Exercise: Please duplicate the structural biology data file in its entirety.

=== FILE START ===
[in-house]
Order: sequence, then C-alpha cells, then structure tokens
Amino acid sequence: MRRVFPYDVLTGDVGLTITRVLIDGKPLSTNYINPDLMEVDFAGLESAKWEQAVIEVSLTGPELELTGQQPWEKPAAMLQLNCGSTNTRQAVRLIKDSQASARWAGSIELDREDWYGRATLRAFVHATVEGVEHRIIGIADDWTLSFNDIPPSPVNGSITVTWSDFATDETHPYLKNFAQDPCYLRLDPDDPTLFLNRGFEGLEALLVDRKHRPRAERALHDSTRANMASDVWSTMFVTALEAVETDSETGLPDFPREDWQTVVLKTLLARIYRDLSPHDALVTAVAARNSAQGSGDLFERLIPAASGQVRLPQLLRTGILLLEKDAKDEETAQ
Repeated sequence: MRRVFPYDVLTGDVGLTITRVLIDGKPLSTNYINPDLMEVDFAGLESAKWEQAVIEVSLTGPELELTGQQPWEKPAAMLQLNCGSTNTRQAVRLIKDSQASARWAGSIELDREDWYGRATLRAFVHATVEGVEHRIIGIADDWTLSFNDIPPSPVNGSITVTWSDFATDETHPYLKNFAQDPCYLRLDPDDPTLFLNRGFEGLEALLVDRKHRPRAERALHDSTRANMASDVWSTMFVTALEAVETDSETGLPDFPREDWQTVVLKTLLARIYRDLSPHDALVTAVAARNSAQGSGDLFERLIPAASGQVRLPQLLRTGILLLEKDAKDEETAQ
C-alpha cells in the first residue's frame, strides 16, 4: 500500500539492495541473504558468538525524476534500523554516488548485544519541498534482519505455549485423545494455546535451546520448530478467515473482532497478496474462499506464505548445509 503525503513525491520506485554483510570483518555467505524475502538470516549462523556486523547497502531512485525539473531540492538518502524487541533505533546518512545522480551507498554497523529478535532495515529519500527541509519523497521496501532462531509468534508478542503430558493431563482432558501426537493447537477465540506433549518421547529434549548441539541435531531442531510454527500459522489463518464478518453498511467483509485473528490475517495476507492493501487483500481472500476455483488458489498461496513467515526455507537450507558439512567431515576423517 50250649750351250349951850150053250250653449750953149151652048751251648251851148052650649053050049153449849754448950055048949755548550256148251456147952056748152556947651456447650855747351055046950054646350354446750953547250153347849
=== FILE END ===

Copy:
[in-house]
Order: sequence, then C-alpha cells, then structure tokens
Amino acid sequence: MRRVFPYDVLTGDVGLTITRVLIDGKPLSTNYINPDLMEVDFAGLESAKWEQAVIEVSLTGPELELTGQQPWEKPAAMLQLNCGSTNTRQAVRLIKDSQASARWAGSIELDREDWYGRATLRAFVHATVEGVEHRIIGIADDWTLSFNDIPPSPVNGSITVTWSDFATDETHPYLKNFAQDPCYLRLDPDDPTLFLNRGFEGLEALLVDRKHRPRAERALHDSTRANMASDVWSTMFVTALEAVETDSETGLPDFPREDWQTVVLKTLLARIYRDLSPHDALVTAVAARNSAQGSGDLFERLIPAASGQVRLPQLLRTGILLLEKDAKDEETAQ
Repeated sequence: MRRVFPYDVLTGDVGLTITRVLIDGKPLSTNYINPDLMEVDFAGLESAKWEQAVIEVSLTGPELELTGQQPWEKPAAMLQLNCGSTNTRQAVRLIKDSQASARWAGSIELDREDWYGRATLRAFVHATVEGVEHRIIGIADDWTLSFNDIPPSPVNGSITVTWSDFATDETHPYLKNFAQDPCYLRLDPDDPTLFLNRGFEGLEALLVDRKHRPRAERALHDSTRANMASDVWSTMFVTALEAVETDSETGLPDFPREDWQTVVLKTLLARIYRDLSPHDALVTAVAARNSAQGSGDLFERLIPAASGQVRLPQLLRTGILLLEKDAKDEETAQ
C-alpha cells in the first residue's frame, strides 16, 4: 500500500539492495541473504558468538525524476534500523554516488548485544519541498534482519505455549485423545494455546535451546520448530478467515473482532497478496474462499506464505548445509 503525503513525491520506485554483510570483518555467505524475502538470516549462523556486523547497502531512485525539473531540492538518502524487541533505533546518512545522480551507498554497523529478535532495515529519500527541509519523497521496501532462531509468534508478542503430558493431563482432558501426537493447537477465540506433549518421547529434549548441539541435531531442531510454527500459522489463518464478518453498511467483509485473528490475517495476507492493501487483500481472500476455483488458489498461496513467515526455507537450507558439512567431515576423517 50250649750351250349951850150053250250653449750953149151652048751251648251851148052650649053050049153449849754448950055048949755548550256148251456147952056748152556947651456447650855747351055046950054646350354446750953547250153347849